], DTI and MT measures were performed to better characterize the white matter pathology. Animal [4
] and human [8
] studies of Wallerian degeneration suggest that changes in axial diffusivity are relatively specific for axonal degeneration and changes in radial diffusivity are relatively specific for demyelination. The schematic in illustrates these changes in DTI parameters at the acute, subacute and chronic phase of Wallerian degeneration, based on previous studies [30
]. Acutely (hours to weeks), axonal fragmentation creates barriers to axial water mobility, reducing axial diffusivity. In the subacute through early-chronic phase (months to one year), activated microglia clear axonal debris, normalizing or even elevating axial diffusivity. In the late-chronic phase (years), astrocytic scarring can impede axial water mobility and decrease diffusivity. Radial diffusivity increases during the subacute to early chronic phase as myelin debris is cleared and it remains high during the late chronic phase. During all stages, the combined changes of axial diffusivity and radial diffusivity cause decreased FA, which is therefore less physiologically specific. Wallerian degeneration is very slow in the CNS, and can last up to 8 years [7
Schematic depicting how DTI metrics change with time after injury. Radial diffusivity (RD) and axial diffusivity (AD) provide more specificity to various stages of white matter pathology compared to fractional anisotropy (FA).
In this patient, DTI at 8 and 12 months post-injury showed increased radial diffusivity (i.e, myelin breakdown), unchanged axial diffusivity (likely pseudonormalization after axon degeneration), and decreased FA in the left dorsal cord from C5 to C2, rostral to the C5–6 cavitary lesion. These DTI metrics most likely identify subacute to early chronic Wallerian degeneration. MT imaging evaluates interaction between the relatively immobile macromolecular (i.e., myelin) protons and mobile free-water protons [19
]. MTR decreases in proportion to demyelination [15
]. MTR measurements have been difficult in the cervical cord because of low signal-to-noise ratio and spinal cord movement during respiration. The alternative we used, CSF-normalized MT imaging (MTCSF), mitigates these [41
]. However, it does not normalize for variations in spin density and T1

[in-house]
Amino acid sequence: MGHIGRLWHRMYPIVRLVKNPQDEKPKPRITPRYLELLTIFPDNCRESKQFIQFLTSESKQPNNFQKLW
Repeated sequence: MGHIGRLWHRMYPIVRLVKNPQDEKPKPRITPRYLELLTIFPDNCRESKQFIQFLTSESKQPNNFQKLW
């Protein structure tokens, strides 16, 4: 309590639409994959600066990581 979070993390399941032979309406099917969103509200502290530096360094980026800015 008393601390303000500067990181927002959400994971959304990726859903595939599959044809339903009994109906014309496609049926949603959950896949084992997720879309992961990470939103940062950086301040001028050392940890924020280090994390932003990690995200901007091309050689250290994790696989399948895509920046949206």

relaxation times. If spin density, T1
, and T2
are normal, then increased MTCSF reflects pure magnetization transfer effects that can be specifically attributed to demyelination. In this study, T2
- and T2
*-weighted signal intensity were abnormal in the left dorsal cord, so the MTCSF hyperintensity might therefore reflect magnetization transfer, T2
/spin density, or both [41
]. However, lower MTR at 51 weeks post-injury in the left dorsal cord confirmed magnetization transfer effects, suggesting demyelination. Thus, both DTI and MT imaging revealed demyelination in the left ascending dorsal cord, consistent with evolving Wallerian degeneration.
We also evaluated the utility of other non-radiological tests for this spinal cord injury. The normal results of electromyography and nerve conduction study served to exclude peripheral causes. Somatosensory evoked potentials, which assess the dorsal column/medial lemniscal pathway, were interpreted as normal. SSEP recordings are known to be relatively insensitive, and can remain normal in patients with significant sensory deficits or lesions, as here. However, abnormal SSEP results have high positive predictive value for somatosensory-tract lesions. Measurement of CMCT after transcranial magnetic stimulation was the most useful non-radiological test, providing the only objective correlate of the patient’s persistent left-predominant corticospinal-tract damage (). Previous studies reported excellent correlation between CMCT measurements and intramedullary MRI findings in patients with cervical spondylotic myelopathy [29
] but here, CMCT study was more sensitive than even the most advanced MRI for detecting subtle corticospinal-tract abnormality. The current study suggests that advanced MRI techniques plus additional physiological diagnostic tests should be considered to more fully identify the extent of injury after focal cervical spinal cord injuries.